The following data breaks down the shared Medicare patient base between Dr. Tomy Starck and his physician colleagues. This shared patient population represents those who received care from both Dr. Starck and a related physician within a 30 day time period throughout 2015, regardless of whether this was due to a direct referral or not. Patients who visited Dr. Starck after having seen another physician within this time period are denoted as Received . while patients who saw another physician after receiving care from Dr. Starck are denoted as Shared .

total unique patients received

total received visits

number of specialties receiving from

number of physicians receiving from

State and County Comparison

Physicians Visited Before Dr. Starck

Percent Patients Received by Specialty

Physicians Visited After Dr. Starck

Percent Patients Shared by Specialty

State and County Comparison

The following chart displays how the number of visits and unique patients received by Dr. Tomy Starck from other physicians compared to the county and state averages for his specialty.

Total Received Visits

Total Unique Patients

Medicare Part D Prescribing Record

This section is a breakdown of Dr. Starck’s Medicare prescribing records in 2013 (the most recent data available from Medicare for this provider). It should be noted that the data may not be representative of Dr. Starck’s entire prescribing pattern. All comparisons are made to the average Ophthalmologist in the state.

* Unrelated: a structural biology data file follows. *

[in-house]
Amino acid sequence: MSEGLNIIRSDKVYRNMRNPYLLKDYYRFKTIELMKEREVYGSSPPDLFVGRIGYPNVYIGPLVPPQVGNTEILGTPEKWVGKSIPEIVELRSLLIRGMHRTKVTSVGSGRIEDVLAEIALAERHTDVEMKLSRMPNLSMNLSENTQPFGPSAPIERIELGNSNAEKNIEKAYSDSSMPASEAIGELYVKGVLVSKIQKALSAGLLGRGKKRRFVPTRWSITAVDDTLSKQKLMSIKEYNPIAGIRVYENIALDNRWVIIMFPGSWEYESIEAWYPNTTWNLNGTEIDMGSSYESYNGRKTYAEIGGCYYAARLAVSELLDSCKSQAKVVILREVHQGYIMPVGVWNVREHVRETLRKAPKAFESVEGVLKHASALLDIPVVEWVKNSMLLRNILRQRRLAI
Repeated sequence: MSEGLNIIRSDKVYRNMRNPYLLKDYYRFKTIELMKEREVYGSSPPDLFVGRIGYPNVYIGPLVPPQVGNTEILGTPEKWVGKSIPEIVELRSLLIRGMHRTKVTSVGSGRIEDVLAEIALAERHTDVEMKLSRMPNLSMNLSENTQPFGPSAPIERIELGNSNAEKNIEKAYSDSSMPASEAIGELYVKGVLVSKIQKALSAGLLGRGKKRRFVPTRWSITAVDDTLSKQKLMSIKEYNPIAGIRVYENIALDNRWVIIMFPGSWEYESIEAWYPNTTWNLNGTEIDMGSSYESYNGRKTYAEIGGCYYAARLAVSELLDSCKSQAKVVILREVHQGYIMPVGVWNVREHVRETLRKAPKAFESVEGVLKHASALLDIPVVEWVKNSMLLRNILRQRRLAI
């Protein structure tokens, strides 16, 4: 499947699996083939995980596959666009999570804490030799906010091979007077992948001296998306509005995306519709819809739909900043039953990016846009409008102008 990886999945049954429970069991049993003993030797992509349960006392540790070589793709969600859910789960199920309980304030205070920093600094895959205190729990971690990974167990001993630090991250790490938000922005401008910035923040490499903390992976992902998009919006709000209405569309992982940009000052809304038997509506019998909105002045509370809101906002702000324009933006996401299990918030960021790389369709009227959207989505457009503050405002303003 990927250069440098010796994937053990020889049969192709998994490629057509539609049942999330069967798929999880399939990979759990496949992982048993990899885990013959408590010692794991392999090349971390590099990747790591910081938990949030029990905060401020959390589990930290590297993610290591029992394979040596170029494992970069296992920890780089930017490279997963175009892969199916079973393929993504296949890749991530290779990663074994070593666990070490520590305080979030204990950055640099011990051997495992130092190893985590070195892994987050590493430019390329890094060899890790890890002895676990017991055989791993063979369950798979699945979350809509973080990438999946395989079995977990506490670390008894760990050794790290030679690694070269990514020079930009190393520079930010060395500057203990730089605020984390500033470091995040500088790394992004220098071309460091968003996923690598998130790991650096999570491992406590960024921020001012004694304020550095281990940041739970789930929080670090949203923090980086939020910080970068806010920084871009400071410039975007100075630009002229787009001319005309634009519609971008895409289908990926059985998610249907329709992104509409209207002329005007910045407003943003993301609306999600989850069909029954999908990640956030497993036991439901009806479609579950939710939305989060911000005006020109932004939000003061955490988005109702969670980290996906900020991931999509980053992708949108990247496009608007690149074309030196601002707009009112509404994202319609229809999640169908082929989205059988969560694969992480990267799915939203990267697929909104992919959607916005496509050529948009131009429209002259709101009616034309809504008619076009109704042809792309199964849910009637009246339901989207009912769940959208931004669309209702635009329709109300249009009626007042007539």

Average Cost Per Prescription

$135 USD

Above the State Average for Ophthalmologists ($89 USD)

medicare prescription drug expenses

$420765 United States dollars

total claim count

Common Medications Prescribed

Total Claim Count

Number of Medicare Patients

Average Cost Per Claim

$31.14 United States dollars

$124.81 United States dollars

$235.92 United States dollars

$132.73 United States dollars

$117.27 United States dollars

$489.29 United States dollars

$22.16 United States dollars

$14.03 United States dollars

$226.48 United States dollars

$158.68 United States dollars

Prescription Counts by Year

Total Claim Count

Medicare Prescription Drug Expenses

State-specialty Average Claim Count

Pharmaceutical Company Payments

The Affordable Care Act requires CMS to collect information from applicable manufacturers and group purchasing organizations (GPOs) on their financial relationships with physicians. This data is collected and made publicly available under the federally run Open Payments program, which currently spans payments made to physicians through the years 2013 to 2015.

In total, Dr. Tomy Starck has received $4,352 USD from pharmaceutical companies, medical device manufacturers, and group-purchasing organizations (GPOs) between August 2013 and December 2015. These contributions were provided in 81 payments from nine unique companies. Dr. Starck has received approximately the same amount in payments as the average orthopedic surgeon in Texas over this time period.